When you start to build up muscle memory from running or squatting or throwing a baseball, after a while it becomes easy. If you take some time away from an activity, depending on how soon you return, you may feel the pressure or stiffness.

While I have been continuously showering in cold water, I have not been spending as much time mentally preparing or focusing on my breathing. I would say that I’d been less present over the past few days. Today I was able to spend some time sitting and breathing and it felt good. The shower was cold as usual. I think that the cold temperatures outside are making this more difficult actually. I feel my core temperature is colder upon entering than it was a few days ago when the weather was warmer. I felt more pain when my head went under the cold water today. It didn’t take long to start shivering and feeling numbness in my hands, shortness of breath, panic breathing and ultimately closing off the flow of water before stepping back out into my chilly apartment.

So, today was slightly more productive in terms of conscious deep breathing and seated meditation. And I will continue to practice this and becoming better with getting my notes down in writing. In general I am pleased with how this practice has helped me to adjust to some lifestyle changes and has possibly helped keep me calm during the last busy week. More notes to come after tomorrow morning’s practice.

Hopefully by next week I will have a more structured schedule. But I guess it will depend on me.



Times : 2:00, 2:00

Physical: I completed the mobility cycle posted a few posts back. It really helps with relaxing and posture comfort. It’s a great warmup. After breathing I feel energetic and feel like moving and stretching.

Mental: I was still focused during all aspects of the practice. I found myself not focused on the goal, but the practice. That is a good focus in my opinion.

Notes: Practice takes showing up

Shower: Pretty refreshing. Pretty cold. My head was most sensitive. I feel like my shoulders and neck (which were previously most sensitive) have really become used to the cold. I think the tiny muscles around those areas are getting stronger.

I do feel like it is hard to breathe at times when the cold shock hits my head. That is when I remember that you can always exhale strongly using the diaphragm. I exhale powerfully, and the inhale will come without effort. I try and focus on this when I am in bad positions in jiu jitsu as well. It always helps to remember.






Pyramid Philosophy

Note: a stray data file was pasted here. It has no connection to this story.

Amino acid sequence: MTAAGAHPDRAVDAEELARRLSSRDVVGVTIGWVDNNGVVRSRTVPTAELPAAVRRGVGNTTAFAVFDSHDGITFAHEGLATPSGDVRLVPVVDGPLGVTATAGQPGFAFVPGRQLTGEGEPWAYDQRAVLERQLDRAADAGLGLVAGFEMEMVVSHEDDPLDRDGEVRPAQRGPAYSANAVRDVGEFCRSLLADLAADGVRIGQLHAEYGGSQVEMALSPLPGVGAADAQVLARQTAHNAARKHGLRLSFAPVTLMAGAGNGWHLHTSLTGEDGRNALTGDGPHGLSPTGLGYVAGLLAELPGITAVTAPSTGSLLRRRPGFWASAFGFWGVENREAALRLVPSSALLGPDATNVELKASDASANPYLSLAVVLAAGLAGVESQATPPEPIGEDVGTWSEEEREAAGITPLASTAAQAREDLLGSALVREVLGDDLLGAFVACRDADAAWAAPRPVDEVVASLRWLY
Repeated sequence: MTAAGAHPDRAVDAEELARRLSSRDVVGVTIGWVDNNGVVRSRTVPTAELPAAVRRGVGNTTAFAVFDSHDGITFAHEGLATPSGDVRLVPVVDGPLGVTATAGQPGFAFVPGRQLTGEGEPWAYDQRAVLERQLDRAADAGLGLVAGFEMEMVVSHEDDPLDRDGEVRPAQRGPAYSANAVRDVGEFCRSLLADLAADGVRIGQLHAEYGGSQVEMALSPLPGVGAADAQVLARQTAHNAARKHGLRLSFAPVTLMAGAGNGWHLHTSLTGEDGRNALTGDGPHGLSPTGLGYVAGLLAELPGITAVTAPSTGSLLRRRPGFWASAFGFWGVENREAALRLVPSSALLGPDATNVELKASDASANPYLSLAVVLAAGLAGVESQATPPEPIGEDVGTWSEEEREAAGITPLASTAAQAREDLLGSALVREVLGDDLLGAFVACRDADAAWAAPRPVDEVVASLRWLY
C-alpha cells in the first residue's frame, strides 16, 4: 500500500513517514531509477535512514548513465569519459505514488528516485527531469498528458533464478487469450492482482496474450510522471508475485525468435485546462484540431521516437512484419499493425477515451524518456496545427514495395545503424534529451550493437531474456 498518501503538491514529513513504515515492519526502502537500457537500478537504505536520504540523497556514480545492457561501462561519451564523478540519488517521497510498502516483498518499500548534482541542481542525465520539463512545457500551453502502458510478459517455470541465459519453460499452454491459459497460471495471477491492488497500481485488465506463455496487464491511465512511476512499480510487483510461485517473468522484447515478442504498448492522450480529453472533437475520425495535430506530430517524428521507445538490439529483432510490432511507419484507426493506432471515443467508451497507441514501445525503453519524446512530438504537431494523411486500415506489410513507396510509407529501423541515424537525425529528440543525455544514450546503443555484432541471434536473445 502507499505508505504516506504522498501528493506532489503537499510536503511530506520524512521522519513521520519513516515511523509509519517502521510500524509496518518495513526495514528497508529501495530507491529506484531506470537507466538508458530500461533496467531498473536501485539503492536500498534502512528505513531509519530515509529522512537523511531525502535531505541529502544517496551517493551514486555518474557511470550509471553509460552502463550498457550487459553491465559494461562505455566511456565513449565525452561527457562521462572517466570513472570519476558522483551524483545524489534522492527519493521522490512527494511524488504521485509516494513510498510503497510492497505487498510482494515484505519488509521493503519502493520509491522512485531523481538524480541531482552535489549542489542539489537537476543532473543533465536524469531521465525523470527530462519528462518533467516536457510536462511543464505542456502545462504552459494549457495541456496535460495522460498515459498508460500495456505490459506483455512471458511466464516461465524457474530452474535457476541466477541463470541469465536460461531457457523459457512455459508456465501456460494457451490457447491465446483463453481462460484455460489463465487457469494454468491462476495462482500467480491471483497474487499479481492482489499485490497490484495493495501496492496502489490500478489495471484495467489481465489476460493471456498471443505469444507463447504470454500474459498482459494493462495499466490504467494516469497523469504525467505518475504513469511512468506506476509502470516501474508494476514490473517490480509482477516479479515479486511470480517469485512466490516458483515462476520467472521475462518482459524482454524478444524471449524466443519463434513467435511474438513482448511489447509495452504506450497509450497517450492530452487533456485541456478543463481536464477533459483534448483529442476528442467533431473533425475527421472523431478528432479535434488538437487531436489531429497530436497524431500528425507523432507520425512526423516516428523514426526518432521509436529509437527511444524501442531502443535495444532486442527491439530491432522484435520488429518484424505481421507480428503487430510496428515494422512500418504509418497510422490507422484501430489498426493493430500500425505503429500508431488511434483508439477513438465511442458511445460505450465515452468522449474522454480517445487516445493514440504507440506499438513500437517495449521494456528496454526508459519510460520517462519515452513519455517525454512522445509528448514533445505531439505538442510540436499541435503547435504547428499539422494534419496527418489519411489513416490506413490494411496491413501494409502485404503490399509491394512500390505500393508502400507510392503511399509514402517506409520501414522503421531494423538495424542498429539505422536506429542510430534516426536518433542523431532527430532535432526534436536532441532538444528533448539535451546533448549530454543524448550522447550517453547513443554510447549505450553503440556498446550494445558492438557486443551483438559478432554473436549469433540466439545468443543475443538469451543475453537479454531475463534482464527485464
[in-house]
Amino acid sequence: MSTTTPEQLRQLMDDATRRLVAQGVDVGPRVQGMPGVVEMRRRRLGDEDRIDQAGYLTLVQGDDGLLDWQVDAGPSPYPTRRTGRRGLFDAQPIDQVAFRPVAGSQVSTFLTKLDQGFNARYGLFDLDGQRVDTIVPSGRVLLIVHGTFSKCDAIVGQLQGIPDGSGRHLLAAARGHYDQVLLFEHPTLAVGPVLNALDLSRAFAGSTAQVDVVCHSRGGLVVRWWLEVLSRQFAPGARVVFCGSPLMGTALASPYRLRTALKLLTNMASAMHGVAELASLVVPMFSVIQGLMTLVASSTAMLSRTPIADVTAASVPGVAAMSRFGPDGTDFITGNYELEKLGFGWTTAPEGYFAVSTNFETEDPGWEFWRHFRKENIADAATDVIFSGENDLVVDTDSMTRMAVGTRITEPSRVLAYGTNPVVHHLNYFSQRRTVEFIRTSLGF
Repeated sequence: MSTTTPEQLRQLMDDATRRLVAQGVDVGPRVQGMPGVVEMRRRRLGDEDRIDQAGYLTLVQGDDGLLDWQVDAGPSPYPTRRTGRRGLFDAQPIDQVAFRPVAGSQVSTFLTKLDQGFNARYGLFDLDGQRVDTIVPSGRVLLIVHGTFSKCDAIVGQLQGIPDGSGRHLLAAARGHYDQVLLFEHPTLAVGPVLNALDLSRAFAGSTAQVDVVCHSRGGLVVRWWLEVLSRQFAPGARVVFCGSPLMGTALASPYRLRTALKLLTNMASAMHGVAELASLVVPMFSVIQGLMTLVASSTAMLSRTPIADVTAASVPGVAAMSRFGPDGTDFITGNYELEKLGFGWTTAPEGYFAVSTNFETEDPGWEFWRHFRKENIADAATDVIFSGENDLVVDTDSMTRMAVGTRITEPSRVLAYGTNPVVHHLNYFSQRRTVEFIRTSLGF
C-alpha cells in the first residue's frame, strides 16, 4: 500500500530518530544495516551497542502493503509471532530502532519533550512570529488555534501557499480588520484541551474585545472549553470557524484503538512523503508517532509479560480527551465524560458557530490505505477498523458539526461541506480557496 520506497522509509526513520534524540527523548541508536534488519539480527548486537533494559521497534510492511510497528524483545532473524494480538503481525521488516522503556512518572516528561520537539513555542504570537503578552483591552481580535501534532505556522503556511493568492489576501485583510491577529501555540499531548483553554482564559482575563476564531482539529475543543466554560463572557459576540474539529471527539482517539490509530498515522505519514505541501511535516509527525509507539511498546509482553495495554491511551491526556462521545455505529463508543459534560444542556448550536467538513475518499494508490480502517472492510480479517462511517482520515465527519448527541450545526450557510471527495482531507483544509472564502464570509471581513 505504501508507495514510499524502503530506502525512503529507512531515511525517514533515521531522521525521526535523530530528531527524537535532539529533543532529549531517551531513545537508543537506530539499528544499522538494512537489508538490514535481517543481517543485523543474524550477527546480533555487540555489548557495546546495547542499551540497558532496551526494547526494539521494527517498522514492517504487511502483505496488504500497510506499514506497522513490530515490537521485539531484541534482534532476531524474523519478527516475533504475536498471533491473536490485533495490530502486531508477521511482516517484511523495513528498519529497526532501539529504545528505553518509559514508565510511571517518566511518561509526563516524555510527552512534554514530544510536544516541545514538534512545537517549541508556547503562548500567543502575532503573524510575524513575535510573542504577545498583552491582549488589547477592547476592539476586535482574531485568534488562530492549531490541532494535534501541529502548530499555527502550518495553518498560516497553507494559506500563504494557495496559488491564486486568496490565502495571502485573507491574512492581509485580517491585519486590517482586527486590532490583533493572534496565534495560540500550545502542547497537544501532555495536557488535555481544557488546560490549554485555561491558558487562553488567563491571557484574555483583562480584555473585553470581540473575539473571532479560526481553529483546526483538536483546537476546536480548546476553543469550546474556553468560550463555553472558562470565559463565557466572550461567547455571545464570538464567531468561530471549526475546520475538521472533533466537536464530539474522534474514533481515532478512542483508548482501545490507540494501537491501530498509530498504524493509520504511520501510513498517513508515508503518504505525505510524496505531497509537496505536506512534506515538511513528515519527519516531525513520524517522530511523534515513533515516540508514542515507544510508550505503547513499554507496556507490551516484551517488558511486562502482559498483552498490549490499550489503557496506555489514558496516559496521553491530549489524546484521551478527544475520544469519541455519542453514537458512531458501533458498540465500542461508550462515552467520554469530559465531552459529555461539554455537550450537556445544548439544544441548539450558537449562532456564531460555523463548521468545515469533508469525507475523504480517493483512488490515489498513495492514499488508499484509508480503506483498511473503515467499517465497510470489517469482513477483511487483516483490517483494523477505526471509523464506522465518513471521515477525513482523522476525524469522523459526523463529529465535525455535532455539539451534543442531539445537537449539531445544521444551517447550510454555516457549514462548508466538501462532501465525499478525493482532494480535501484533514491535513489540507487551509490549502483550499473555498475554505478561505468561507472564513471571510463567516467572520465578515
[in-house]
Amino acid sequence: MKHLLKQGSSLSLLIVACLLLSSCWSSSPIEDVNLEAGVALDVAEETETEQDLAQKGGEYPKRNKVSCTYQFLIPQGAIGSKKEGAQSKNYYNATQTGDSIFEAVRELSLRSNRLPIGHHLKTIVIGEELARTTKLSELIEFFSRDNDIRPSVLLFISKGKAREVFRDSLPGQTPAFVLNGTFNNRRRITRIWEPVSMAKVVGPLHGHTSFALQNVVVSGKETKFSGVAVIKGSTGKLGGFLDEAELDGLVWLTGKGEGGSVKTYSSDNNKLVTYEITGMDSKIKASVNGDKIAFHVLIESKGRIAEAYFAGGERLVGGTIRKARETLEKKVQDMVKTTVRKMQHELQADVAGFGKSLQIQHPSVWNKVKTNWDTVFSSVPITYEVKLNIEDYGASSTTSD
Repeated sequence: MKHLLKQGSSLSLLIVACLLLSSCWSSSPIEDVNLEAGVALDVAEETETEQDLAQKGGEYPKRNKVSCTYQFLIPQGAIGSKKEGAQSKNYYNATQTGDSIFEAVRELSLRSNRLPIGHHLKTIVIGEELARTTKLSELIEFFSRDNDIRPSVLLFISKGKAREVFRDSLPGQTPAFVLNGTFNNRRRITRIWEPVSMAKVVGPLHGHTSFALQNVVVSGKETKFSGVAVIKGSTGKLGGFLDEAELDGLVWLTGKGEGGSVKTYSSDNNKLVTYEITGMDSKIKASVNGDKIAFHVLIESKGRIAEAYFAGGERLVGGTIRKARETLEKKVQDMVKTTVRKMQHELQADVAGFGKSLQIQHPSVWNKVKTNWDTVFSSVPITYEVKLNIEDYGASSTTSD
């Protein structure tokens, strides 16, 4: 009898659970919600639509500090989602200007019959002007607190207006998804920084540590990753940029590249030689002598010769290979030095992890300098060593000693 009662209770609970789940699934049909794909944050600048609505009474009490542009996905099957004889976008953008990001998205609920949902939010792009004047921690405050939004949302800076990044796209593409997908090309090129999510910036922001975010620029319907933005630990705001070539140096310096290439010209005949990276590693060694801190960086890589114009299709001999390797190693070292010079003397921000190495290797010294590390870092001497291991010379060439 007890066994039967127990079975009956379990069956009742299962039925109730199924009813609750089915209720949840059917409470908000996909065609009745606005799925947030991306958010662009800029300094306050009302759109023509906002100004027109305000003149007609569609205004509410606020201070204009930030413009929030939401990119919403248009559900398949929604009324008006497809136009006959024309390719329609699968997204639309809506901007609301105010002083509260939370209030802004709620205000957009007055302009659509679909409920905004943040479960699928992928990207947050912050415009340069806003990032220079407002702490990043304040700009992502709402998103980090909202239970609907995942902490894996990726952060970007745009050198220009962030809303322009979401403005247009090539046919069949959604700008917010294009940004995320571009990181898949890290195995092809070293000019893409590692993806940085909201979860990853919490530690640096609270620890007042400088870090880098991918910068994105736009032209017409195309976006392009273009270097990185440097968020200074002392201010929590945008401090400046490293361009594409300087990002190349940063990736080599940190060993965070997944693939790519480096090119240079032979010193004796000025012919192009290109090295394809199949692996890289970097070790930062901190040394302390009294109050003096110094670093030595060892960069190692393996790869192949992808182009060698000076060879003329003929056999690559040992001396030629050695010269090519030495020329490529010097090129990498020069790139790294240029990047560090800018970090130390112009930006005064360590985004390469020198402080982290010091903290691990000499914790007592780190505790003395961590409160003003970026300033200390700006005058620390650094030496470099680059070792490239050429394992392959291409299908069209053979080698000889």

We all can recognize a pyramid. The structure is seen throughout history. Pyramids were constructed in Egypt and all over the ancient world. When I was younger I just thought that the reason for their almost omnipresence was simply because of the minimalist structure. If your society had no means to anchor steel beams cased in concrete into the bedrock, but you also had a desire to elevate yourself to new heights, how else would you do it? You would need to build something with a wide base. The wide base is important. It symbolizes stability. It provides the top of the pyramid with security and safety that it will always have something to stand on. This structure of the pyramid is the basis for my own philosophy of life. This particular philosophy was something that I came up with a few years ago. And, I’ve since learned that it has similarities to that of the levels of Hinduism. However, I have constructed this independently not as a societal philosophy, but as a personal one. Also, I don’t know shit about Hinduism. But, let’s back up a few years. I first became enamored with the Pyramids when I was 17. I leafed through Heaven’s Mirror by Graham Hancock and dialed up some internet articles on the discussions of the symbolism and historical unknowns that surround the pyramids. I remember regurgitating the findings of one of the articles at my camp to some friends and suggesting that they may have been built by aliens. It is very likely that I quoted Nostradamus. After years of seemingly ignoring the subject while never really losing curiosity for it, I found myself constantly faced with the pyramids displayed on our money and public buildings. Always with the All Seeing Eye at the top. Maybe this was the seed that drew roots down into the base of this philosophy. See, around 30 years old I started to appreciate the art of self-reflection. I became less self-conscious, more self-aware and more comfortable trying to explore my own mind. I found peace ingesting edible cannabis and doing yoga or going for a long run during the hottest part of the day in the DC summer. I found myself listening to podcasts and lectures by modern gurus, philosophers, and lecturers. I kept notes on my phone when I read an interesting quote, received a book recommendation, or had what I believed to be an original thought. I began to live life more in the moment, take better care of my body and mind and began spending more time trying to figure out the meaning of life. Maybe not the meaning of life . . . But, I was trying to figure something out. One thing that kept repeating itself was advice I’d heard on how to live life to the fullest. Learn, follow your dreams, do what you want, be nice to other people and just be happy and appreciative etc. But, this all gets very confusing when you try and live it. I understand the point of living in the moment. The moment is all we have. And, I understand the process of doing what you love to do. But, I also understand the logistics of living in this modern society with a wife, friends, a job, and a social construct built on consuming things in a free market. I also realize that doing what you love is hard when you can’t figure out what it is you love to do more than anything else because you’re always finding new things to appreciate. I also realized that everything you can do starts and stops at the individual level. In order to be a better friend, brother, husband or person the first order of business is to focus on improving oneself. We can each only control the actions of ourselves, and with the right actions we can become a more complete person. What is a complete person? Well, this is where I came back to the idea of the pyramid. I looked at life (or at least one’s life) as a pyramid. For example I, or my soul, or my mind or whatever we call it will attempt to construct itself like a pyramid. The blueprint is simple. But, making it complete or perfect nearly impossible. The top of the pyramid is enlightenment. The all seeing all knowing, Buddah, Yawei, Jesus, Mohamed or whatever. We can all strive to be Christlike, Godlike, perfect, but we all know that this is not possible. So, let’s just start at the base. The base of the pyramid is critical. It is basic, simple, building blocks aligned in a square. It must be broad and flat. In life these are the blocks represent the golden rule. Treat others as you should be treated. These values are taught at an early age. Share with each other. Don’t steal, don’t hit. We learn these basics as a child. I learned them through good parenting, and a catholic school education that taught the lessons of Jesus. But, as previously stated these lessons are basic and broad and are the lessons learned by most every child on earth. They are the shared views of all religions, races, cultures, humans. This is our foundation as a person with which we build. As we learn and hopefully master the basics, we grow older. We expand a bit further in terms of how to act within our culture. We learn manners. Beyond please and thank you, we hold the door open for people. We take our shoes off. We don’t talk in the theatre. Continuing on we learn how to treat others by making people feel welcomed and how to be a gracious guest. We learn how to function in our own society. We learn how to contribute to the community, to a business, to a friendship. We grow and learn and continue building. As we venture further up the pyramid and further outside of our individual boundaries we begin learn to appreciate other cultures. We must adapt as we begin to understand the true history of humanity. We learn about our place on this planet as it exists and how it once was. We study history, art, science and mathematics. We become more evolved and are able to cross cultural boundaries with reverence and respect. We can operate in different realms of business as we follow the basic rules we’ve grown to master. We learn from the rules we and others follow. We can share moments with strangers in an elevator or a train and put a smile on each other’s faces simply by shooting an almost serendipitous glance that communicates that we are all brothers and sisters and we are all the same while simultaneously living different lives. . . Maybe that’s too advanced. But, we can make small talk as we become educated, learn lessons, make and correct mistakes. With this we become aware of our own personal imperfections, and strive to be better. We study philosophy and metaphysics and search for a philosophy of life. It becomes beautiful as we reach closer to the top of the pyramid. But, the top is unattainable. We can never know it all. We can’t be everywhere at once, and we never know when we will make yet another mistake, slip and need to step back and seriously rebuild. But, for the sake of understanding the pyramid, let’s just assume that we can even begin to understand enlightenment. But, for the sake of getting on with one’s life, let’s just understand that it is always a work in progress. Constantly reaching for that precipice will ensure that we will make mistakes. Mistakes are what keep us in check. They make us double check where we went wrong. Hopefully it is not the base that needs adjustments. That would be a lot of work. But, it is okay to step back and rebuild. It is imperative in order to move forward. This is obviously a work in progress. But so is life. Philosophy